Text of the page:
That’s the kind of beauty these songs have. These songs are morbid and dark, gloom and doom. I love all kinds of music, but English folk is my favorite. I really want to reinvent and record some of these old songs. I play a lot of them for my own entertainment. When I reinvent them, I hope that people will listen to these songs and be as moved as I am.
DC: Are you going to record an album of English ballads?
Riggs: Not a whole one, but I’m definitely going to drop some in there. I don’t want to make it a big deal. I just want them to sit next to my songs in a natural way.
DC: Sort of like your covers?
Riggs: Exactly. When you hear it, you’ll kind of feel like it’s my song. In my opinion, that’s the way I like it to think. If you hear me doing something and you’re not familiar with that song, then I believe it’s close enough to my heart that it seems like it’s mine. It definitely has to be there and has to be real. It won’t be a whole record. I just want to drop these songs in between my original songs.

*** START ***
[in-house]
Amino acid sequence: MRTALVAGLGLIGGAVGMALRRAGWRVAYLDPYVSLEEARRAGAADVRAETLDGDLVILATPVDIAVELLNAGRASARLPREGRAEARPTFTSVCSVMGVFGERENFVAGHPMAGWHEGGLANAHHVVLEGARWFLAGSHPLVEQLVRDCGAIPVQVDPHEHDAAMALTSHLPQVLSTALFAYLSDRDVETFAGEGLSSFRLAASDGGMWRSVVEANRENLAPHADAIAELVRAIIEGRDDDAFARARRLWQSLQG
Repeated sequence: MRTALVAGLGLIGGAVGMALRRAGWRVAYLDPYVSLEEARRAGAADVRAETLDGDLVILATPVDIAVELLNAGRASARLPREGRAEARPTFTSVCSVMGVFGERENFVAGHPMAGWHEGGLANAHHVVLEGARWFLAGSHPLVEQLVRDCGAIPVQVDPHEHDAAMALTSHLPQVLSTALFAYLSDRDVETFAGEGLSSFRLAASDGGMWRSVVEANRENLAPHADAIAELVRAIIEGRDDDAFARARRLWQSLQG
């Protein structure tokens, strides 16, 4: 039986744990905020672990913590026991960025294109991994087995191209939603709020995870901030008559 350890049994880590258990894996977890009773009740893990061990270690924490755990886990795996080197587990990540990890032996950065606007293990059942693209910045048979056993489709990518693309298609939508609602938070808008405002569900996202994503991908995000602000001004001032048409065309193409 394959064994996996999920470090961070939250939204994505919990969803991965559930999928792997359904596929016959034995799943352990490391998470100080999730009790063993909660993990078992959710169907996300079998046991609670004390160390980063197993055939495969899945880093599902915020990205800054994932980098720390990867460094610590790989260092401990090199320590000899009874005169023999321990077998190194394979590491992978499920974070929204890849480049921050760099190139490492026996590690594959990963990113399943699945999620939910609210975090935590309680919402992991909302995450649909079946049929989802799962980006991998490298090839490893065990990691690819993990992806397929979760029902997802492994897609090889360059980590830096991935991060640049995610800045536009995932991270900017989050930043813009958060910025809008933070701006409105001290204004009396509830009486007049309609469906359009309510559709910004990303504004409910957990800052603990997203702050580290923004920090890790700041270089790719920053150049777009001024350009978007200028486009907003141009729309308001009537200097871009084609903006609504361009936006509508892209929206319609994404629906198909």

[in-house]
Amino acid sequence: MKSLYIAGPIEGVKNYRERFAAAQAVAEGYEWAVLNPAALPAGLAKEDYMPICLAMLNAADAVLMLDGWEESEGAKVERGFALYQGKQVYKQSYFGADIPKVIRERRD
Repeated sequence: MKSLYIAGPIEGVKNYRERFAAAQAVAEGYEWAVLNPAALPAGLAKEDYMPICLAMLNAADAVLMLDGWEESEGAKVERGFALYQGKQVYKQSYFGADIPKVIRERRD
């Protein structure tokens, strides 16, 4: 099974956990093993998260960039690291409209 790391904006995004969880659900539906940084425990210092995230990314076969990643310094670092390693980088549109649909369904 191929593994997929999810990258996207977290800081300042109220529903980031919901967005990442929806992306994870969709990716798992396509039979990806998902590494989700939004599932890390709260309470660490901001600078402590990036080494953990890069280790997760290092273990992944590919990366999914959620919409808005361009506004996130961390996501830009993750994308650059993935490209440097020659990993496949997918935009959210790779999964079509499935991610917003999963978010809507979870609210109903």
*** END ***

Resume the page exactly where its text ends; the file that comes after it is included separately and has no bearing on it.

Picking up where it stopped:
DC: Do you study medieval languages?
Riggs: Just a little bit. I kind of have to understand what they are saying sometimes. I really dig that. I’m a big fan of Shirley Collins, June Tabor and Abbey Prior. These are the finest people who play English traditional music today. They sometimes use the old English language, which to me is more mysterious and more interesting. When I do it, I won’t go there. I want to make it embraceable by punk rockers, space cadets and metal heads: The people who listen to music today.
DC: The music you play encompasses many forms. Let’s take the blues. Once you got out of Acid Bath, you incorporated the blues much more into your sound. There is even some David Bowie in you sound. Were you listening to all of those styles when you were in Acid Bath?
DC: Was this part of your upbringing?